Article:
A lot of people nowadays are health-conscious, and that’s a good thing, but how much do they really know about “healthy eating” or healthy food? And we often hear the term “superfood” used to describe a variety of fruits and vegetables, but what does it really mean? Inquiring minds wants to know…
While a superfood is generally viewed as a nutrient-rich food beneficial for one’s health and well-being, there is actually no official definition for the term and the EU, in particular, prohibits any food from being labeled as a superfood unless backed by scientific proof.
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Acai berries, avocados or quinoa, for instance, are often cited as quintessential superfoods because of their supposed high concentration of antioxidants, which are chemicals that can protect our body’s cells against the harmful and deleterious effects of free radicals, but some experts have reason to believe people put way too much faith in their healing properties.
In an effort to win your hard-earned money, food manufacturers go the extra mile to fund academics to research certain health benefits of their products (e.g. slow down the ageing, treat depression and anxiety, and boost physical ability and even intelligence). Unfortunately, while many people falsely believe that eating a fruit or vegetable rich in antioxidants will immediately revive their dead cells, this isn’t the case.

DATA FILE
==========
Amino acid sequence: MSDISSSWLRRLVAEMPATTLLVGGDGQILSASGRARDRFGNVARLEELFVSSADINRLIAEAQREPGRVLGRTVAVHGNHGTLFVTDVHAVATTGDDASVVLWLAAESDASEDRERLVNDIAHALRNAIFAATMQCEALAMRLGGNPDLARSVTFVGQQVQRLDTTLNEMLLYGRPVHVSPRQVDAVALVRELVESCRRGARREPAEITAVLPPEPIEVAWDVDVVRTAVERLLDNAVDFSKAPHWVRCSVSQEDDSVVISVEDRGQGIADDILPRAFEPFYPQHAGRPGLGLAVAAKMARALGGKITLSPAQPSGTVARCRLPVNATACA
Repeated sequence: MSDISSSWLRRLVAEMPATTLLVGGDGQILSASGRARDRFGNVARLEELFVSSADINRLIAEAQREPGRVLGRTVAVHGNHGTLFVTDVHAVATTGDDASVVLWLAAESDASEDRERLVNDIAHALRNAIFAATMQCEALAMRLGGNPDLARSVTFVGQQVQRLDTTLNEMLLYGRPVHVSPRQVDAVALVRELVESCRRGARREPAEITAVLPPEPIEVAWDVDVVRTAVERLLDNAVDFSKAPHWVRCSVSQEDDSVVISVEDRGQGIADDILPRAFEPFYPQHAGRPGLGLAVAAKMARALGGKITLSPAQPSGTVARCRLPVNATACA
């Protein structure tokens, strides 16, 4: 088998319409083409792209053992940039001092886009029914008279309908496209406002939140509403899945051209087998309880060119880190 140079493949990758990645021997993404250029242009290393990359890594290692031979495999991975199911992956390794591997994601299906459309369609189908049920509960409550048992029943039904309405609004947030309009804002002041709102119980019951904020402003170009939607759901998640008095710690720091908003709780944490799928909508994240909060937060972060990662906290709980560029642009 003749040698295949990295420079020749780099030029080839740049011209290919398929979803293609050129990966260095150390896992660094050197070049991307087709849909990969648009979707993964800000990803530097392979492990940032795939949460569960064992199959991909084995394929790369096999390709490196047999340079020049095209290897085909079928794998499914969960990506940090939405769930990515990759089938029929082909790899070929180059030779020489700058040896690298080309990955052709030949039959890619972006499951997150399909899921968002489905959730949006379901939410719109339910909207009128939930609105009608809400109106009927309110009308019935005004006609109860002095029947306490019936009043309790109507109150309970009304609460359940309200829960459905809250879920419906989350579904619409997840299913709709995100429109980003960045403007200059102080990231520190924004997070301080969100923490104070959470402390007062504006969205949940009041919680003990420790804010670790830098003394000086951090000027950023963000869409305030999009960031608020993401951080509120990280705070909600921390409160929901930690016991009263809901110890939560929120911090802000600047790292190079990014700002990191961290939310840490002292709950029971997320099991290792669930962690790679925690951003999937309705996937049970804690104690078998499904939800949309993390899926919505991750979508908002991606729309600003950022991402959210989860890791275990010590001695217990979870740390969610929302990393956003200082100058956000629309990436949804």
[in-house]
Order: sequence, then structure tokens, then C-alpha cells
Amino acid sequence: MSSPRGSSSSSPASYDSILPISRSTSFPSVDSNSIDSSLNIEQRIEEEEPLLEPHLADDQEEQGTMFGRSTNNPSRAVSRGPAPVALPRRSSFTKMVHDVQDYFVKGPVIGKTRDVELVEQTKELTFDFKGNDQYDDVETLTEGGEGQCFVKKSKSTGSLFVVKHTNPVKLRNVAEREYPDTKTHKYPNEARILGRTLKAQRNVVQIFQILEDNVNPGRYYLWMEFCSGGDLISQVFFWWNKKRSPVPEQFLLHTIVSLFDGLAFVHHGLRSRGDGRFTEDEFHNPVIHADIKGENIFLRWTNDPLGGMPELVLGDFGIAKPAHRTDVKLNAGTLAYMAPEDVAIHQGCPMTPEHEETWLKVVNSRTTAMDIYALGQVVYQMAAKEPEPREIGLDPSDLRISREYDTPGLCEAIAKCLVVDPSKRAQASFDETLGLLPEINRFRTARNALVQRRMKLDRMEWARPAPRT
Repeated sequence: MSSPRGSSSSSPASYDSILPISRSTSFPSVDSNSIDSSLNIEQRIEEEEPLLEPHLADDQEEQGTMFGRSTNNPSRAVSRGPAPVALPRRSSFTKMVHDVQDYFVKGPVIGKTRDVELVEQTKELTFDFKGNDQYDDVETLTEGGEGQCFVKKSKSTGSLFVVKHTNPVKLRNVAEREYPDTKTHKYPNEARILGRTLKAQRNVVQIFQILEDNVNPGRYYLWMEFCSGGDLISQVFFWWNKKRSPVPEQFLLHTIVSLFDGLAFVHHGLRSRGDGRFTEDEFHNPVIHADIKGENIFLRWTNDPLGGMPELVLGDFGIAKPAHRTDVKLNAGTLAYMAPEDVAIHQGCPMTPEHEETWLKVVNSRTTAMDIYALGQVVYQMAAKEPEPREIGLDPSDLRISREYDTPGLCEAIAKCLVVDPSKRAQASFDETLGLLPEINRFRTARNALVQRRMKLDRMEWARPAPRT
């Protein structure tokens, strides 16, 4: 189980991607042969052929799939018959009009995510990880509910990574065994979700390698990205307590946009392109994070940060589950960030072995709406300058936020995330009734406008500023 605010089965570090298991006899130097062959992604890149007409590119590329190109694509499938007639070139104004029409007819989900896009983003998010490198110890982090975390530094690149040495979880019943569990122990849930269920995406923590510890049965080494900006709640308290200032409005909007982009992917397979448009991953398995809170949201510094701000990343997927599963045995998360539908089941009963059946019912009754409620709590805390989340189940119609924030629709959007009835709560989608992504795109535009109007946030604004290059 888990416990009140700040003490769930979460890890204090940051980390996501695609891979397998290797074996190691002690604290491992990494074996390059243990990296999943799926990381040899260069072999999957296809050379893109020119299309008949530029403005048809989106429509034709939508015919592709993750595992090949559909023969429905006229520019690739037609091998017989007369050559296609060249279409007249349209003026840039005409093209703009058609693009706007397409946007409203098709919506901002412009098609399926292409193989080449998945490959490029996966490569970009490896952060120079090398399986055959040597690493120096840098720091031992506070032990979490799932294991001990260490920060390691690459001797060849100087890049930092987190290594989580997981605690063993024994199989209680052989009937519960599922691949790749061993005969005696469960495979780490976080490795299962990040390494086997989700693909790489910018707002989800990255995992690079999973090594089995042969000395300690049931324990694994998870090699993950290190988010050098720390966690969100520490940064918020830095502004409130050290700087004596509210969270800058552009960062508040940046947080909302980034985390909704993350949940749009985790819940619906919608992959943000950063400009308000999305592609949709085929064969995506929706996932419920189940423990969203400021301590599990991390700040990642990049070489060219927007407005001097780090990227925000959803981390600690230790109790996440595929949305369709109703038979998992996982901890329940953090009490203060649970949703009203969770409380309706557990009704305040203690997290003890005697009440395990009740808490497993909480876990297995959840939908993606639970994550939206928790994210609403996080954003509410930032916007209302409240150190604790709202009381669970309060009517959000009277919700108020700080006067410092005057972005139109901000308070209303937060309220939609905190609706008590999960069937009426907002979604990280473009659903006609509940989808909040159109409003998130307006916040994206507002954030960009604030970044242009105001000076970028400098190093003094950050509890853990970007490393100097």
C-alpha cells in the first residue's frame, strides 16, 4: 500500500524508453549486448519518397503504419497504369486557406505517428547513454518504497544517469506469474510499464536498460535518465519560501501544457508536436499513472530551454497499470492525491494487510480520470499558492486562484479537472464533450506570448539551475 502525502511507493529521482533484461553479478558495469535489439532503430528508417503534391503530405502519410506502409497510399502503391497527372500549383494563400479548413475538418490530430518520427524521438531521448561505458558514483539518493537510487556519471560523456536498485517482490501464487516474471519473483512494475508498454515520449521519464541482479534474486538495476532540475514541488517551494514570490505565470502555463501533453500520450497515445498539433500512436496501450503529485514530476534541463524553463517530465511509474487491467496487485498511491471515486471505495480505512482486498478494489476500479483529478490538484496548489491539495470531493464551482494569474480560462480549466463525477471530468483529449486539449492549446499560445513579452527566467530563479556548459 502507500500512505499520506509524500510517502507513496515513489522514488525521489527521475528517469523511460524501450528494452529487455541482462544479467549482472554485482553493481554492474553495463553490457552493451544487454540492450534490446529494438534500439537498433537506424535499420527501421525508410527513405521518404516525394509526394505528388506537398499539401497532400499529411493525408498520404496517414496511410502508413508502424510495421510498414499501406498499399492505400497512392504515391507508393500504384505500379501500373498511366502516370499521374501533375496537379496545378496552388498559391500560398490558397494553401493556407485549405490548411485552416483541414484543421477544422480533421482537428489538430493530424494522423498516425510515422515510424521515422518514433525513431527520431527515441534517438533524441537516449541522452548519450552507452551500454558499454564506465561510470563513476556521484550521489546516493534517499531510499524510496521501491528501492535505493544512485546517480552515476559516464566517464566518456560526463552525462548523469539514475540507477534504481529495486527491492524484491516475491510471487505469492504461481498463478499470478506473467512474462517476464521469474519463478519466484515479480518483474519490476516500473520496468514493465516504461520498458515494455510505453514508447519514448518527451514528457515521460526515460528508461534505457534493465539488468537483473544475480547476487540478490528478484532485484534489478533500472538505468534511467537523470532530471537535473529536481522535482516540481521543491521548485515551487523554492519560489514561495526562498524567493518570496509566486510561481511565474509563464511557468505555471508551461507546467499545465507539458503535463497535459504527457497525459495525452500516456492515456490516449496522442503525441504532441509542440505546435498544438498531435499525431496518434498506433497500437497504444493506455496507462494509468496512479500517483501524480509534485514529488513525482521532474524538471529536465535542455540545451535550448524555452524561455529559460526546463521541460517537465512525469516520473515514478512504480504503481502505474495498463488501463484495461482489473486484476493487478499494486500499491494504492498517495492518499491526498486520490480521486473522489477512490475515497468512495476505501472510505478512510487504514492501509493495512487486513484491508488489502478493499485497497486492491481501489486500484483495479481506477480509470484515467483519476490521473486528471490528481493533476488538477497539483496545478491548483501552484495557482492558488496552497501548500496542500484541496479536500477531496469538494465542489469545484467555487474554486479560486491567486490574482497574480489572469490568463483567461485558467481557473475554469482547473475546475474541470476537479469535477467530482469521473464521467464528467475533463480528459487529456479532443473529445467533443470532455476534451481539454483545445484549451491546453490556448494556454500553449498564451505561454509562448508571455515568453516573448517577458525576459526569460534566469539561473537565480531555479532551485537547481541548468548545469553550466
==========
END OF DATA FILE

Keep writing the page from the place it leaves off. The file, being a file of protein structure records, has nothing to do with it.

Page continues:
You see, most studies on superfood tested chemicals and extracts in concentration not found in the food in its natural state. Garlic, for example, contains a nutrient that allegedly helps reduce cholesterol and blood pressure, but in order to reap those benefits, you would have to eat 28 cloves each day to match the concentration used in lab research.
Nancy Clark, author of Sport Nutrition Guidebook, a best-selling selling nutrition guide, told Askmen in an interview:
“Whenever I see a food that is called ‘super,’ I wonder about the marketing behind it. Any food can be super. Blueberries are the best berries that are blue. I think the term is meaningless. I have an older sister, and my mother used to say, ‘You are my favorite youngest daughter.’ It amounts to the same thing.”
Even worse, people mistakenly believe they can undo the damage caused by bad food by temporarily binging on superfoods and, as such, continue to make routine choices that are not only unhealthy but also increase their risk of long-term illness.
The truth is, when it comes to staying healthy, you shouldn’t concentrate on any one food believing it will work miracles. In fact, elevating a food to ‘super’ status unnecessarily complicates things.
Mix things (healthy foods, that is) up and listen to your body because when you eat mindfully, you end up having a balanced diet. Dietitian Lindsey Schnell explains:
“Quinoa is touted as a complete plant protein, but that doesn’t mean that rice and beans won’t do the trick in combination. Oats are often on the superfood list, but an apple has the same amount of soluble fiber. There are lots of trade-offs that are just as good but don’t get that ‘super’ label.”
Does this mean foods billed as as “superfoods” are bad for you? Of course not. What it does mean, however, is that we are getting too preoccupied with the marketing hype of nutrition and missing the bigger picture of what it means to eat healthy for the sake of longevity, vitality, physical performance and weight management. Food is meant to to be enjoyed… smartly.